Oman’s 46th National Day Celebration at the Royal Opera House Muscat was a spectacular showcase of music and dance, says Georgina Benison.
As the saying goes, if you don’t blow your own trumpet, no one else will do it for you.
And at the Royal Opera House Muscat, a commanding band of brass players proved, once again, that this auditorium is playing host to some of the world’s greatest musicians.
Perched high in the stands, it welcomed guests with a resounding fanfare; a portent of things to come.
For three evenings last weekend, the marble Midan in front of the Royal Opera House was transformed into a cavernous arena for the 46th National Day Celebration: Military Music – Oman and the World.
Audience members eager with anticipation had waited for up to an hour to bag a seat at this celebrated event by the Armed Forces. If you weren’t lucky enough to have bagged a seat, you would have been watching from the car park roof.
But to ease the passing time the popular Steel Band of the Royal Guard entertained the audience with some popular tunes, guided by its ebullient leader, Lennox Jordan.
The introductory fanfare was immediately followed by our first sight of the service bands, the men and women of the Continuity Drill Team of the Royal Air Force, who trooped into the arena. They marched and played Arabic tunes with such precision that the performance was simply mesmerising.
This was followed by the men of the massed military bands of the Royal Guard, Royal Army, Royal Air Force, Royal Navy, Royal Oman Police, Royal Camel Corps and Cavalry Bands.
That is a lot of people to coordinate and train – and then to achieve such an impressive performance of splendid accuracy. They played Marches by Harold Bennet and Siebert.
And then appeared the first guests of the evening: the Georgian National Guard Military Orchestra and Youth Folkloric Ballet “Egrisi”. The well-known Sousa march Washington Post ran through their magnificent display, and audience members could be heard singing along.
And then came a breathtaking surprise. Men and women of the Ballet Corps scampered in, clad in traditional medieval costumes, stunning us all with their deft footwork and dynamic leaps. We hadn’t seen the half of it: the concluding “wrestling” dance had the men, Cossack-like, jumping high in the air and dancing on their knees, spinning and sword-fighting. The women framed the spectacle, all the while accompanied by their military band.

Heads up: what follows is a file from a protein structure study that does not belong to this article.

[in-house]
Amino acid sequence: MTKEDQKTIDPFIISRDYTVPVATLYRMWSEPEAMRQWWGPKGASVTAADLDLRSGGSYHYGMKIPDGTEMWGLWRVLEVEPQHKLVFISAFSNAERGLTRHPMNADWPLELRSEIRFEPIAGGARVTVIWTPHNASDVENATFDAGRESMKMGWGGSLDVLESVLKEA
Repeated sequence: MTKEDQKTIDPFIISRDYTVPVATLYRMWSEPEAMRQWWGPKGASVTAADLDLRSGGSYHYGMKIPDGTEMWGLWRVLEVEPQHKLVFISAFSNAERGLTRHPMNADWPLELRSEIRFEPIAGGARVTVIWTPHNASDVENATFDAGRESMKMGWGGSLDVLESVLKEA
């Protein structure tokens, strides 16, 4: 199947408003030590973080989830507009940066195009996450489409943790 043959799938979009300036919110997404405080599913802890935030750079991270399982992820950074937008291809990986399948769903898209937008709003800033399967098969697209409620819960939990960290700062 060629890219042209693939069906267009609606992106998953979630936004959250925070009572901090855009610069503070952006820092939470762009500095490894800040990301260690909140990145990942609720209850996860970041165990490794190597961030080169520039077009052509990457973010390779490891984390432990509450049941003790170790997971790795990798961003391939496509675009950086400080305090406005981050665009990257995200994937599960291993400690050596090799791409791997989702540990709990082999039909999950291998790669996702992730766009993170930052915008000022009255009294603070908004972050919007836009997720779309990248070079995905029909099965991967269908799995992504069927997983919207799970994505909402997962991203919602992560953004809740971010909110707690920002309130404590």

We were really on a high now.
This was followed by a trip to Scotland. If you closed your eyes you were there, in the Highlands, but actually the performers were Omani men and women in the massed (bag)pipes and drums band. A familiar blend of jigs and reels – with a nod to the Irish ballad, Paddy’s Green Shamrock Shore – were again meticulously executed in marching formation.
If that weren’t specialised enough, next up was the massed military drum corps display. Yes, just wearable percussion, and facing the front row of snare drummers, the luminous yellow drum sticks danced across the skins with choreographed timing.
Along with the rest of the audience, I was transfixed.
Now the inclusion of Oman and The World in this year’s title was not an exaggeration as we flew thousands of kilometres east to the Republic of Korea to sample its military and traditional music.
The Army Band seemed most youthful as its members entered the Midan with a very warm quality to their sound. But quickly we were treated to the Taiko-like traditional drumming performance of the “buk” (Assorted Drums) ensemble.
In contrast to the strength and power of that group, the Traditional Dance Team performed a balletic and delicate dance in traditional costume.
But the finale of the Korean section was strong, powerful and energetic. Rousing folk melodies accompanied spinning heads with long streamers attached to create an engaging show of colour and movement.
The massed military band of women this year seemed bigger and better. They played and marched to some excellent arrangements by Darrol Barry and S. Al Noobi with a distinctly Celtic feel, no doubt encouraged by the number of bagpipers involved.
Nearly at the end of a 90-minute Tattoo you might have thought attention was waning but the motorcycle team of the Royal Guard of Oman had some tricks up their Red Helmets. I didn’t even know there was a military motorcycle team but we all know now just what skilled drivers they are – and gymnasts too. In a tribute ride to His Majesty Sultan Qaboos Bin Said Al Said, various stunts and parodies were displayed in the arena to gasps from the impressed spectators.
The finale involved everyone – all the musicians, Koreans, Georgians, dancers, motorcyclists and a piper on the roof of the opera house – in an especially composed waltz by J. Williams, The Sultan’s Ballad, Heyken’s Serenade and an arrangement of the Corrs’ composition to their father, Gerry’s Reel, cleverly dovetailed by Darrol Barry.
The National Anthem and a march-off to The Rangers rounded formal things off for another year.
Omani families had attended in their hundreds and must have gone away feeling proud of this celebration to their Leader’s rule. But you didn’t have to go home. There was an after-party of audience and performers, dancing to the Reggae and Calypso sounds of Lennox Jordan and the Steel Band, long after the show was over.
Magnificent performances, and my hopes for a wonderful evening turned out to be fulfilled by one that will be a cherished memory.